Schools across West Yorkshire have recently broken-up for the annual six week holiday and with the sunny weather on our doorsteps, youngsters will have been taking the opportunity to get out and about and enjoy themselves.
West Yorkshire Fire and Rescue Service (WYFRS) wants youngsters to stay safe this summer, whether it be in the home or outdoors.
Area Manager for Fire Safety, Ian Bitcon, said: “Youngsters may be looking for some adventures this summer and could well be jumping on their bikes in search of some fun.
“Schools across the county have been doing some great work with our prevention teams to highlight the dangers posed by the roads and we hope this will have had an impact.
“Above all, youngsters should always wear a helmet when on a bike and small children need to be supervised near roadways at all times. Devastating accidents can happen in the blink of an eye so please remember to look and listen for traffic.”
Another danger posed to youngsters is open water and the temptation to take a dip in reservoirs, old quarries, rivers, lakes or canals.
However, water poses its own dangers.
Strong currents – water that looks calm can often hide strong currents beneath the surface. Reservoirs in particular can have pipes beneath the surface which draw water away, creating currents. Should you be heading to the coast, remember the open sea can also hide dangerous swells which can get even the strongest of swimmers into trouble.
The cold and hyperventilation – when deaths occur, it’s the temperature of the water which is often the most crucial factor. Reservoirs can be deep and the water in them doesn’t flow like in rivers or the sea so the temperature rarely rises much above 12C.
Hyperventilation is the body’s natural defence in an attempt to increase oxygen in the blood to help stave off the cold. The body will then begin to shut down to protect vital organs and muscles will go into cramp, making it impossible to swim.
How deep? It’s often difficult to tell how deep open water is and youngsters can suddenly become out of their depth.
What lies beneath? It’s easy to strike your head on something below the surface and be knocked unconscious, or even become entangled in something that lies beneath and be dragged under.
Time is crucial when it comes to helping someone in trouble; if you see someone in distress in the water dial 999 immediately. Look for any buoyancy aid you may be able to throw to them – waterways often have lifeguard rings on the bankside.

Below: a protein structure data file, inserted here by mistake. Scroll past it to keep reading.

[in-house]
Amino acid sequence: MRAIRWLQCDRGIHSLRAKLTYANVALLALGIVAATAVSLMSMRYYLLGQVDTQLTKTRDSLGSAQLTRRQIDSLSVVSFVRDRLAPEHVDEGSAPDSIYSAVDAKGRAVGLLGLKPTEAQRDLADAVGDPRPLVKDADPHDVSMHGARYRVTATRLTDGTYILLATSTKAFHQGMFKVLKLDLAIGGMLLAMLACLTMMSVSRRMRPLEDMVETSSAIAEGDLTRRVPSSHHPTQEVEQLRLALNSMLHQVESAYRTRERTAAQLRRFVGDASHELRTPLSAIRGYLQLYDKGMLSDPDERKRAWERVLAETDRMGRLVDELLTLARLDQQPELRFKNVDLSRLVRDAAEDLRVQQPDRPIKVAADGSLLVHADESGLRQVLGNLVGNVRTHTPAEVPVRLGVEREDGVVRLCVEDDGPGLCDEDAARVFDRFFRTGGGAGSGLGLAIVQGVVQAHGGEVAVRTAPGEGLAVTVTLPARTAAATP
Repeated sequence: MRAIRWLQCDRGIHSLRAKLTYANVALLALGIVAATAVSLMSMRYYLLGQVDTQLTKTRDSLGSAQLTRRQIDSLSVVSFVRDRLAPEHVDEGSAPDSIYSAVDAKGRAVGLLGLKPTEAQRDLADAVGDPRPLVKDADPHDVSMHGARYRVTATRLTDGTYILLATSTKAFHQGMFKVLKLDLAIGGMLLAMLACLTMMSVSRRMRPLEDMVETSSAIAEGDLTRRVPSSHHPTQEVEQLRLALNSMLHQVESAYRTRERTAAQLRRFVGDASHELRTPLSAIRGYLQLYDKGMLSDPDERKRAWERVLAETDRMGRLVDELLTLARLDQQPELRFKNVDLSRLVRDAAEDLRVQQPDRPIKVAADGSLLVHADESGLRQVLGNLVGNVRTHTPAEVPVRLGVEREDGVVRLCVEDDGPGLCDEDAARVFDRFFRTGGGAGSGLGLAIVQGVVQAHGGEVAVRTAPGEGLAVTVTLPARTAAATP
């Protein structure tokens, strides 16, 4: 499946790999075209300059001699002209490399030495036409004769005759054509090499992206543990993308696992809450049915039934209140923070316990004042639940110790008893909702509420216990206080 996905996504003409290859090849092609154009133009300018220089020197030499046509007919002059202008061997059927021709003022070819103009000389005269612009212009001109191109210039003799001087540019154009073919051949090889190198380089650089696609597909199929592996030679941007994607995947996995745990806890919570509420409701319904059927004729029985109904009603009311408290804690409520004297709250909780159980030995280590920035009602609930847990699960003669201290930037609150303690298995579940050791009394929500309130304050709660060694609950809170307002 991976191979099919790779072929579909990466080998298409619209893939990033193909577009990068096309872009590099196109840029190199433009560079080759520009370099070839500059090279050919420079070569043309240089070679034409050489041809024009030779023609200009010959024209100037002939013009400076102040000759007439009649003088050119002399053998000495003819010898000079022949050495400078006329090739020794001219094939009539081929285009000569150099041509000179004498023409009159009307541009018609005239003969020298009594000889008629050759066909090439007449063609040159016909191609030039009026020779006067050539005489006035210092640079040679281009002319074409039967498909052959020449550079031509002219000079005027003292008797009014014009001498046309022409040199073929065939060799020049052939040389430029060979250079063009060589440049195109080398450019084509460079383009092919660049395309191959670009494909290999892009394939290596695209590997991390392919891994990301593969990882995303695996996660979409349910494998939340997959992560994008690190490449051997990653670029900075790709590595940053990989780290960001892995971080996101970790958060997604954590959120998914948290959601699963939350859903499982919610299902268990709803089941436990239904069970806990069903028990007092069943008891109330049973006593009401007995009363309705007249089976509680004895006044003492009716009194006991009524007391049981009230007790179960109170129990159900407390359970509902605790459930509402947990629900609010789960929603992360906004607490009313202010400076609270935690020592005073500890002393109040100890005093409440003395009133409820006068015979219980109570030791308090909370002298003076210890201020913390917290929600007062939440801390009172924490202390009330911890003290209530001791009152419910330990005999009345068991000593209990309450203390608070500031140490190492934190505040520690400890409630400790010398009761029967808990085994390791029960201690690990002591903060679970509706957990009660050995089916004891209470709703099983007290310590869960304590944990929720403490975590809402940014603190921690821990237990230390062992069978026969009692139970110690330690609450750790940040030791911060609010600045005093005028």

Station Manager Ian Thompson, a Technical Rescue Officer, said: “Apart from the hidden dangers which may be present below the inviting calm of the enticing waters, the main issue is the water temperature.
“Too often in the past people have been drawn to the cooling waters on a hot day, only to find that they are simply not capable of functioning in the low temperatures encountered in the deeper water.
“Often this results in a call to the emergency services and in some instances with a fatal outcome.”
Bored youngsters can also end up trespassing onto building sites, wandering into open quarries, or even across railway lines which present obvious hazards.
The other unlikely place youngsters can face danger is in their own homes. When it comes to safety at home, over half of accidental fires in the home start in the kitchen.
- Do not leave young children alone in the kitchen
- Ensure pan handles are not within grasp of mischievous little ones
- Ensure wires such as kettle cords or irons are safely tucked away
- Keep matches and lighters away from young children
Between the calendar years 2011 to 2013, 142 children under 16 were hurt in fires across West Yorkshire, while 84 were injured in road traffic collisions.
Meanwhile, 74 (of the same age bracket) were injured after being involved in other incidents which required a technical rescue, this includes anything from entrapments to water rescues.
For more fire safety advice visit www.westyorksfire.gov.uk where people can also book a free Home Fire Safety Check online; alternatively call 0800 587 4536.